August 21st, 2009

Or is it?There was a time when it was acceptable for a game’s sprites and animations to be crude, its fonts illegible, and its puzzles and plot absurd. That was the best anyone could do at the time, and now these games are looked back on as charming, but also as products of a bygone era: something lost in the wake of big budgets, polygons, and bump-mapping. Enter: Zombie Cow Studios with Ben There, Dan That!, a free comedic adventure game designed in the classic Lucas Arts style that gamers have grown to miss.

The British stars of Ben There, Dan That! are its own creators, Ben Ward and Dan Marshall. In the real world, Dan handles the coding, the art, and co-writes along with Ben. Within the game, Ben does almost all the heavy lifting while Dan keeps him company, offers funny asides, and stands by for when such erudite tasks as flipping light switches need managing. The latter of which, admittedly, is infrequent; in this particular adventure, Ben and Dan visit a number of parallel realities, most of which are well-lit. What these realities lack in their demand for light fixture manipulation, they make up for in such anomalies as an ever-displaced London skyline, soccer hooligans, zombies, and tolerance for wanton murder.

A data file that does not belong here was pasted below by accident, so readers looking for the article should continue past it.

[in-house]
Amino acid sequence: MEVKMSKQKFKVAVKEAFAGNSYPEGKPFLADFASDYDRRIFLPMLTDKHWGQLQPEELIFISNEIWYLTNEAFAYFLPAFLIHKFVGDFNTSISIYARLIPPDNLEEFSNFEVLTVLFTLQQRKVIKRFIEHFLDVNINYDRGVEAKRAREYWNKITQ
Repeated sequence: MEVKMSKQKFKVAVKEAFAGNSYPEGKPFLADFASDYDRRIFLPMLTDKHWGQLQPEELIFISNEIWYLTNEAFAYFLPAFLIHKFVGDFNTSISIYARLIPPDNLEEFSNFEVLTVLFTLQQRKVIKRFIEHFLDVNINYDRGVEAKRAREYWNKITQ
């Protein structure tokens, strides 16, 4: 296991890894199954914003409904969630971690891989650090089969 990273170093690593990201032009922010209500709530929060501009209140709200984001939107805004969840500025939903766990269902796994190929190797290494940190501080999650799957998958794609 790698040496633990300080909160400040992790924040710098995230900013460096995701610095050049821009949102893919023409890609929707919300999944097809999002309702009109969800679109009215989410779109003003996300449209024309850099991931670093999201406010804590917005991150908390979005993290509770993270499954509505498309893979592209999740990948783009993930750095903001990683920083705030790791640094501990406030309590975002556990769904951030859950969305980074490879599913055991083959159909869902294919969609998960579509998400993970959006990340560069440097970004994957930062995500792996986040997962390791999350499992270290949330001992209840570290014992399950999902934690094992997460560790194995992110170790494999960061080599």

It usually bothers me when a game breaks the fourth wall, but in Ben There, Dan That! it delights me. Ben and Dan use self-aware self-referential dialogue to carry their game’s plot, to make callbacks to their influences, and to inject some levity into what would otherwise be some truly grim situations. They break the fourth wall with vigor, as a device. They do this all for free; they’re good guys. Good guys deserve compensation, so consider donating some money if you download, play, and enjoy their game.

[Update 8/25/09: Ben There, Dan That! is now available on Steam as a bundle with its sequel Time Gentlemen, Please! for $4.99. This is about what it costs to purchase TGP from Zombie Cow’s website (after GBP-to-USD conversion), so BTDT is still free.]

Why, yes. BRB. Relatively speaking. I see what you di-

  1. I’ve started playing this. So far I’m way too annoyed by the illegible font. Hah. It’s mostly because it’s so aliased. The slow running was wacky at first, but I can see it getting on my nerves. The writing is fun, though, so I can’t wait for the thought to plicken.

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